Amid a heated nation-wide controversy over deceptive election-related posts on social media, Bay Area tech giants Facebook and Twitter are allowing a conservative group’s claim about “dirty voting rolls” to remain up, despite a Republican state official saying the claim is false and the group’s president admitting he used old data.
The group, Judicial Watch, on Monday posted on Facebook and Twitter an assertion that eight Iowa counties had more people registered to vote than were eligible to vote. The claim was amplified on Twitter by Fox TV host Sean Hannity, a close confidant of President Donald Trump. In its postings, Judicial Watch quoted its president Tom Fitton saying, “Dirty voting rolls can mean dirty elections.”
Iowa’s Secretary of State, Republican Paul Pate, issued a statement attacking the Judicial Watch claim, made on the day of Iowa’s Democratic caucuses. “Their data regarding Iowa is deeply flawed and their false claims erode voter confidence in elections,” Pate said. “They should stop this misinformation campaign immediately.”
Pate pointed to the state’s voter registration data, saying it showed the numbers presented by Judicial Watch were “patently false.”
Fitton admitted in an interview that he “used older statistics and census numbers to reach his conclusion,” the Associated Press reported. Judicial Watch did not respond to this news organization’s requests for comment. Its posts were still on Twitter and Facebook as of Wednesday afternoon.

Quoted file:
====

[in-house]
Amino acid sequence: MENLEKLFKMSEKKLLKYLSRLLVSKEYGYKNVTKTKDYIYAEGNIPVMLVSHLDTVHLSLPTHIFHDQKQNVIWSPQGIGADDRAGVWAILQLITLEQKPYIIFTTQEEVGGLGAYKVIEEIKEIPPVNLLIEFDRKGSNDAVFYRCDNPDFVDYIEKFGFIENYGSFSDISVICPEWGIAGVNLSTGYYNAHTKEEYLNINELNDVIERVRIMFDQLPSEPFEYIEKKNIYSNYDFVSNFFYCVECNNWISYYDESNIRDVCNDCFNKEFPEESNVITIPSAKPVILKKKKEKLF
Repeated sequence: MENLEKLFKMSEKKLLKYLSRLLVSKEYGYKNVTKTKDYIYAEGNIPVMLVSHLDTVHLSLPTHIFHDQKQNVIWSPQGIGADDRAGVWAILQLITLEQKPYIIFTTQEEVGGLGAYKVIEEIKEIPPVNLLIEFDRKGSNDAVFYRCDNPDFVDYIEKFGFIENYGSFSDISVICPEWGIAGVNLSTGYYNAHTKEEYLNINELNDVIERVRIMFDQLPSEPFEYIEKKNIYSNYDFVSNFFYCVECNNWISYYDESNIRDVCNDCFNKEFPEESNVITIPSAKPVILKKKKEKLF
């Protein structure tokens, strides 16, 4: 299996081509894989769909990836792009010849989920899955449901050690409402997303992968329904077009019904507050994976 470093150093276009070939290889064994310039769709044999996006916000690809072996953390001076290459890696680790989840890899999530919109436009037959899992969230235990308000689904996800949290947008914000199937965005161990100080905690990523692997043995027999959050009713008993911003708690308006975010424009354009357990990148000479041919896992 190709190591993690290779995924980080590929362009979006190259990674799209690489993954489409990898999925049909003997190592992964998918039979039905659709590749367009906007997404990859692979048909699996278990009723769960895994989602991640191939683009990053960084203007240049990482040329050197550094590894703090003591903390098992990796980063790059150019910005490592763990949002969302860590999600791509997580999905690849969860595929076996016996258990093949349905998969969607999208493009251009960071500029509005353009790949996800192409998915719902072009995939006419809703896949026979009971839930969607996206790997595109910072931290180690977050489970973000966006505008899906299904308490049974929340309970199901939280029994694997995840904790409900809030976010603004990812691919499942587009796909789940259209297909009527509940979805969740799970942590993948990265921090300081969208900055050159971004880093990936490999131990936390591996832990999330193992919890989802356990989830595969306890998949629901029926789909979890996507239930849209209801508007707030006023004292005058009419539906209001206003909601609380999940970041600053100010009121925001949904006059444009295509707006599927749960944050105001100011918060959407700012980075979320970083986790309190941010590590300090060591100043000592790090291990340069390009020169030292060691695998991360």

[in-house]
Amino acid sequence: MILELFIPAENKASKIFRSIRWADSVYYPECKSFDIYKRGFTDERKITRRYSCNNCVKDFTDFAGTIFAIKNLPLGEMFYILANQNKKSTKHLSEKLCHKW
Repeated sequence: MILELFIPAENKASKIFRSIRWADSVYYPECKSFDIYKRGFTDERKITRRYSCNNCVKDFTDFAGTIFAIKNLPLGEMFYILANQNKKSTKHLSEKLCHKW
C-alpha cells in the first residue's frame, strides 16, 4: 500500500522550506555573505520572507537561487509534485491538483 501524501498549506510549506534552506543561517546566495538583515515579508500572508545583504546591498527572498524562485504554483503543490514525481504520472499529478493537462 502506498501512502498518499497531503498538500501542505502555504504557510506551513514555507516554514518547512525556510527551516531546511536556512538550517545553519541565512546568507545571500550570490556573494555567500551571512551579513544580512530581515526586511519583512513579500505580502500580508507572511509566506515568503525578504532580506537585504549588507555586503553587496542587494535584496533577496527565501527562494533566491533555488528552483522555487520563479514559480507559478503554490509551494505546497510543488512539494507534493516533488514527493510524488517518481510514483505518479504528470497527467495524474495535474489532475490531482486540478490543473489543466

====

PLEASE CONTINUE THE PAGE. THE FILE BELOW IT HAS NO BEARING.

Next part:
A Twitter spokesperson said the Judicial Watch tweet was “not in violation of our election integrity policy as it does not suppress voter turnout or mislead people about when, where, or how to vote.” Twitter last year banned political advertising on its platform.
Facebook, which controversially allows politicians to lie in political ads, did not provide a response to this news organization’s inquiry about the Judicial Watch post. Facebook’s director of product management has said the firm does not fact-check political ads for truthfulness and that those ads should be regulated by the federal government, not social media companies.
Both Twitter and Facebook were found to have hosted Russian misinformation intended to benefit then-candidate Trump in the run-up to the 2016 election, according to a report prepared for the U.S. Senate Intelligence Committee.